With increased local sourcing, LG hopes to cut cost and time to market

The firm has two R&D facilities in the country — in Bengaluru and Delhi. The total team strength at these two facilities is about 1,700
The country’s largest white goods maker LG finds itself in a sweet spot. Today, 90 per cent of its household goods are made in India. Better still, by increasing the use of locally sourced components by 5 per cent year on year, it has already reached a localisation level of 90 per cent. Given that, LG India appears to have a clear advantage over competitors as many of them are still working their way upwards with localisation levels of anywhere between 50 and 80 per cent. As things stand, the company manufactures products like air conditioners (ACs), washing machines, and ovens from scratch here in India. Televisions (TVs) and smartphones are the only two product categories where import and localisation ratios are to the tune of 50:50.

 

Amit Gujral, chief marketing officer, LG Electronics India, says, “We are building capacities to increase local sourcing. To produce locally, one needs to strengthen R&D. Our teams are working towards bringing learnings from one product to another and from global markets to India.”

 

The company has two R&D facilities in the country — in Bengaluru and Delhi. The total team strength at these two facilities is about 1,700. In a crowded white goods market like India, the level of localisation coupled with product innovation will determine a player's ability to move ahead of the completion. The durables market in the country stands at Rs 700 billion (up from Rs 250 billion in 2008) and is estimated to grow at 10-12 per cent per annum. India is expected to rank fifth globally in this space by 2025, according to a joint report by Consumer Electronics and Appliances Manufacturers Association (CEAMA) and consultancy firm EY.

 

The industry growth rate slipped to 4-5 per cent in financial year 2016-17 as sales were hit in the months following the demonetisation announcement in November 2016. The South Korean major posted sales of Rs 161 billion in India for the year through March 2017, compared with Rs 144 billion the year before.

 

According to business coach Rajiv Talreja, a lot of businesses go in for localisation with a view to save costs. To be able to deliver a real impact, organisations must see localisation as a means to fulfill the local needs of consumers through product innovation.

 

“To sharpen their focus on localisation, organisations need to focus on two areas — R&D and marketing. Global companies that aim to innovate ignore local know-how and bring only technical know-how,” he says.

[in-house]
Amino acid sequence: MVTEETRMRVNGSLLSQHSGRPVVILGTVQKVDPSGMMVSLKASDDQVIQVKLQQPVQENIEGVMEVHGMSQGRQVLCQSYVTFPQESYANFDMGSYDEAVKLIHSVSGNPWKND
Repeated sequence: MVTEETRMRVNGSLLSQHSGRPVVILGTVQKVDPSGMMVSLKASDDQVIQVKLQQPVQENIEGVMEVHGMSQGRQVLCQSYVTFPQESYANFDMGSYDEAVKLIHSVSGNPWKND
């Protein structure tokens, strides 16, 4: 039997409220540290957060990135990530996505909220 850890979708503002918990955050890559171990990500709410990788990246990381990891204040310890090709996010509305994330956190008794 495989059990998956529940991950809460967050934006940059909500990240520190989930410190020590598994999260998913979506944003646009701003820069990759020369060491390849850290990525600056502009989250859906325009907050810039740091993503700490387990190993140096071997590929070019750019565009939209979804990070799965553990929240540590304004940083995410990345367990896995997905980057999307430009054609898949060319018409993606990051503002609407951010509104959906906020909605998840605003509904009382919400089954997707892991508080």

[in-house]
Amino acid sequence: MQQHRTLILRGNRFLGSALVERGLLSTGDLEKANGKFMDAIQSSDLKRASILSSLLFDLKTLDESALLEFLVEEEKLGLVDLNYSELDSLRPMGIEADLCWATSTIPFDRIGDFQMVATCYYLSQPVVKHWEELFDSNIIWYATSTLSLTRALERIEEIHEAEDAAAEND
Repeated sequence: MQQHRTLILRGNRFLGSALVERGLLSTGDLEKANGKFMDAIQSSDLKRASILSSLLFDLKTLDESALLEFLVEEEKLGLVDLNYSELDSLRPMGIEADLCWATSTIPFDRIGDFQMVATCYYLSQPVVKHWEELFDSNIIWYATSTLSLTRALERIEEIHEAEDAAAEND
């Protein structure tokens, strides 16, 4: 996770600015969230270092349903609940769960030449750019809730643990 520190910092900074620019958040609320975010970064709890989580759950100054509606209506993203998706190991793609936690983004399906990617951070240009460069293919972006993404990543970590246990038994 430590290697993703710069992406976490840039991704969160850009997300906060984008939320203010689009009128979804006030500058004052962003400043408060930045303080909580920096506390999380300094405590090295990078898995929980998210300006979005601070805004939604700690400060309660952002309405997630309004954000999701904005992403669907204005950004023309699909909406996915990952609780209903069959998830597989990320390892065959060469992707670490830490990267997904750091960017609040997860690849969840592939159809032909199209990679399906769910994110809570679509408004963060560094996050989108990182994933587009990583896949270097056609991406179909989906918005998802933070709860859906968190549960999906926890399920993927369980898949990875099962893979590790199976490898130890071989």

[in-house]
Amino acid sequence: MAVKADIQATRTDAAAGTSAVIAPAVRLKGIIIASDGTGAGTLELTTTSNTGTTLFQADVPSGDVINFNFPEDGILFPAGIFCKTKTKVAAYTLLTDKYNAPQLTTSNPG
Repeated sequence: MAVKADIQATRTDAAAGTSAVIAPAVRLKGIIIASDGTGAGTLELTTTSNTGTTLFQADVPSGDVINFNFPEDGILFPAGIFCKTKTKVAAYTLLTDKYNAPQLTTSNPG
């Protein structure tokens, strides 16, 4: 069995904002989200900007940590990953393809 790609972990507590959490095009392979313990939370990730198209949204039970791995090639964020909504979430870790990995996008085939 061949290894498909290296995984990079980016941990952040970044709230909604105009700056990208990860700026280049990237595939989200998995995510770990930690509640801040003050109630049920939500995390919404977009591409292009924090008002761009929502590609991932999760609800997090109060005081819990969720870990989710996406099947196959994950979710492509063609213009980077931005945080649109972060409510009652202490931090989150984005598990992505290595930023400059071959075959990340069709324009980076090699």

LG has been in India for 20 years. Gujral points out that the company has always been big on meeting local needs by offering them products geared to serve Indian conditions. It is continuously scouting for use cases to drive product innovation.

 

For example, the company’s focus on localisation saw it launching microwaves that help consumers prepare delicacies such as dosa and roti, consumed regularly in Indian homes. Similarly, in-depth research of urban markets which are dominated by working couples led the company to design refrigerators that promise to keep food, vegetables and fruits fresh up to 15 days. Taking into account the fact that most Indians buy products in bulk and store — the company has redesigned its refrigerators so that they able to store more. The same philosophy is applied to other products as well.

 

In a nutshell LG India is experimenting with both size and format of the products to cater to the needs of Indian buyers. LG’s Golden Eye TV is one such product that targets rural consumers and addresses their concerns regarding small spaces etc. It has also launched innovations/solutions such as the mosquito-away technology to offer products that mitigate weather-related health risks. LG also claims to be the first white goods player to commercially power household products with artificial intelligence and internet of things technology.

 

Talreja suggests that one of the challenges impacting the localisation plans of multinational companies could arise from the global leadership’s reluctance in giving local leaders full freedom to take decisions. Companies may have to also deal with challenges like product and technology know-how or functional issues related to R&D. But all these can be addressed effectively with the help of in-house capabilities or by reaching out to consultants.

 

While its localisation strategy will help it offer more relevant products, experts say it will also help in cutting cost to market. The impact of its recent localisation efforts will be felt in the coming quarters.

POWERING INNOVATION
  • LG is building capacities to increase local sourcing. To produce locally, it is strengthening its R&D team
  • The company is working towards bringing learnings from one product to another and from global markets to India
  • LG India is experimenting with both size and format of the products to cater to the needs of Indian buyers
  • Even as LG goes for higher localisation, it may have to deal with challenges like product and technology know-how or functional issues 


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